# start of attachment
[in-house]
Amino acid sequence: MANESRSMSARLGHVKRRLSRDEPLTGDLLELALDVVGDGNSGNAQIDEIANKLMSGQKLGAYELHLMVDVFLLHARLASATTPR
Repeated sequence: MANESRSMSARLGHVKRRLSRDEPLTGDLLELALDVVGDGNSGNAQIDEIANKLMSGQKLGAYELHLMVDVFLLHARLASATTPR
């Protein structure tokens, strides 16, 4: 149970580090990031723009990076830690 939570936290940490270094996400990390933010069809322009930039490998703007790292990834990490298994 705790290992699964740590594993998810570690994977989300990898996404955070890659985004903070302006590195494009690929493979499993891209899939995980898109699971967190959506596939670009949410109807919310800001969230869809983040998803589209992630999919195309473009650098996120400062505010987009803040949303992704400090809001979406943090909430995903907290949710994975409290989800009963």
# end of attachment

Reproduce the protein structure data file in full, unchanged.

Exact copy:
[in-house]
Amino acid sequence: MANESRSMSARLGHVKRRLSRDEPLTGDLLELALDVVGDGNSGNAQIDEIANKLMSGQKLGAYELHLMVDVFLLHARLASATTPR
Repeated sequence: MANESRSMSARLGHVKRRLSRDEPLTGDLLELALDVVGDGNSGNAQIDEIANKLMSGQKLGAYELHLMVDVFLLHARLASATTPR
């Protein structure tokens, strides 16, 4: 149970580090990031723009990076830690 939570936290940490270094996400990390933010069809322009930039490998703007790292990834990490298994 705790290992699964740590594993998810570690994977989300990898996404955070890659985004903070302006590195494009690929493979499993891209899939995980898109699971967190959506596939670009949410109807919310800001969230869809983040998803589209992630999919195309473009650098996120400062505010987009803040949303992704400090809001979406943090909430995903907290949710994975409290989800009963």